By Gergely Szakacs and Anita Komuves
BUDAPEST – Hungary’s National Election Committee (NEC) approved on Friday the government’s list of questions on LGBT issues it wants to put on a referendum as part of what Prime Minister Viktor Orban has called an “ideological war” with the European Union.
Orban, a nationalist who has been in power since 2010, proposed a referendum on ruling party legislation that limits schools’ teaching about homosexuality and transgender issues, stepping up a culture war with the EU.
An NEC spokesman confirmed that the panel had approved the government’s questions.
Facing a tough election next year, Orban has increasingly sought to promote social policies that he says safeguard traditional Christian values against Western liberalism.
The European Commission has launched legal action against Orban’s government over the new law, which came into force this month, saying it is discriminatory and contravenes European values of tolerance and individual freedom.
Orban aims to hold the referendum by early 2022 before a parliamentary election, where six opposition parties will unite against him for the first time.
Another set of referendum questions on key government policies submitted by Budapest Mayor Gergely Karacsony, who is vying with other opposition candidates to become Orban’s challenger next year, was not on the NEC‘s Friday agenda.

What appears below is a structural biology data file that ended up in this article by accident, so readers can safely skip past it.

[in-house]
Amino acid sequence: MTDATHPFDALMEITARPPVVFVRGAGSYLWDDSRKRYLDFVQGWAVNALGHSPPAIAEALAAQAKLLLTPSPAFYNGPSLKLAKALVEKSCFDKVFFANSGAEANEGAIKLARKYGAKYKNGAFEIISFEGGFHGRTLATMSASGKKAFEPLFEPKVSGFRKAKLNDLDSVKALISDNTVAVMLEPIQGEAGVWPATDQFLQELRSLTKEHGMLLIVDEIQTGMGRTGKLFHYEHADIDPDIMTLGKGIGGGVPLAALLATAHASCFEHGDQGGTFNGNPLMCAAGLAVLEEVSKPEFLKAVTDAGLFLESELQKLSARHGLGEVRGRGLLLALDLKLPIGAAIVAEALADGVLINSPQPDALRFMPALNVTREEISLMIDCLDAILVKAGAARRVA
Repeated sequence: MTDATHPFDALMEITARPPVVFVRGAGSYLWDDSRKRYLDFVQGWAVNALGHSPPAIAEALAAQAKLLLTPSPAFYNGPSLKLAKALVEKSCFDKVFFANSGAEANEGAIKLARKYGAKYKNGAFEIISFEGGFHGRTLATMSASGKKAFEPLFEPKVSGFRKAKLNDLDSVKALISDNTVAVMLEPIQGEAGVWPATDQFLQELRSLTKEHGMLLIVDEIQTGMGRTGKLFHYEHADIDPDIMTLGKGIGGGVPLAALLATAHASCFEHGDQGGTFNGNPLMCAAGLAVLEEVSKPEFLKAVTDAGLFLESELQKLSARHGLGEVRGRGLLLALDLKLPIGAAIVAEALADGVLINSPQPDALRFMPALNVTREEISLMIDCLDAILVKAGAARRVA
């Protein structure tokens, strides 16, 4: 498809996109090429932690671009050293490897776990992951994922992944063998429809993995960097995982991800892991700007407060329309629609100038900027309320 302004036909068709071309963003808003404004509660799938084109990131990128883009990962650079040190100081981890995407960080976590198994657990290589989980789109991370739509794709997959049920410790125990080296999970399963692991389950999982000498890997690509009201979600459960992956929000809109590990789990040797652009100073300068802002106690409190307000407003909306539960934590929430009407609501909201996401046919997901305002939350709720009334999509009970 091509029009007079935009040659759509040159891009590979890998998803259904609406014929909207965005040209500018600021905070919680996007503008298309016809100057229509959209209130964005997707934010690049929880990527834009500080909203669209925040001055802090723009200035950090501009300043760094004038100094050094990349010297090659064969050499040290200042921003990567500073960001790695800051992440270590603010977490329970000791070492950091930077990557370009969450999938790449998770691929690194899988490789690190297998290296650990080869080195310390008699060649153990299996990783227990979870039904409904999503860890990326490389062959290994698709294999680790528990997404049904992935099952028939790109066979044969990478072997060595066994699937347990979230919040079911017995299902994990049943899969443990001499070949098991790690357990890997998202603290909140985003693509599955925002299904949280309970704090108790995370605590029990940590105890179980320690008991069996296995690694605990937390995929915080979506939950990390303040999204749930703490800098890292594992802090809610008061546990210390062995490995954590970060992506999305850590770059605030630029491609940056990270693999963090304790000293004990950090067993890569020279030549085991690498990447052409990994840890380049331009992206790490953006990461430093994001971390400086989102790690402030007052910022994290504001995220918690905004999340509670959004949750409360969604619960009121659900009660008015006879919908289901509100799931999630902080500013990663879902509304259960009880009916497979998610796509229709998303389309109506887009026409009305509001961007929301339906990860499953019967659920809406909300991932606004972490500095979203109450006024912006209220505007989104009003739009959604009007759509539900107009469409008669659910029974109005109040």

Hungarians will be asked whether they support the holding of sexual orientation workshops in schools without parents’ consent, and whether they believe gender reassignment procedures should be promoted among children.
They will also be asked whether content that could affect sexual orientation should be shown to children without any restrictions, and whether gender reassignment procedures should be made available to children.
The amendments, which have caused anxiety in the LGBT community, ban the use of materials seen as promoting homosexuality and gender change at schools, ostensibly as a measure to prevent child abuse.
Several civil rights groups have criticised Orban’s reforms and a global survey last month by the Ipsos polling organisation found that 46% of Hungarians support same-sex marriage.
Orban owes some of his electoral success to a tough line on immigration. As that issue has receded from the political agenda, his focus has shifted to gender and sexuality issues.
A June survey by the think tank Zavecz Research put public support for Orban’s ruling Fidesz party at 37% of all voters, while the joint opposition party list had 39% support. Another June poll by Median put support for Fidesz at 39% compared with 33% for the opposition parties.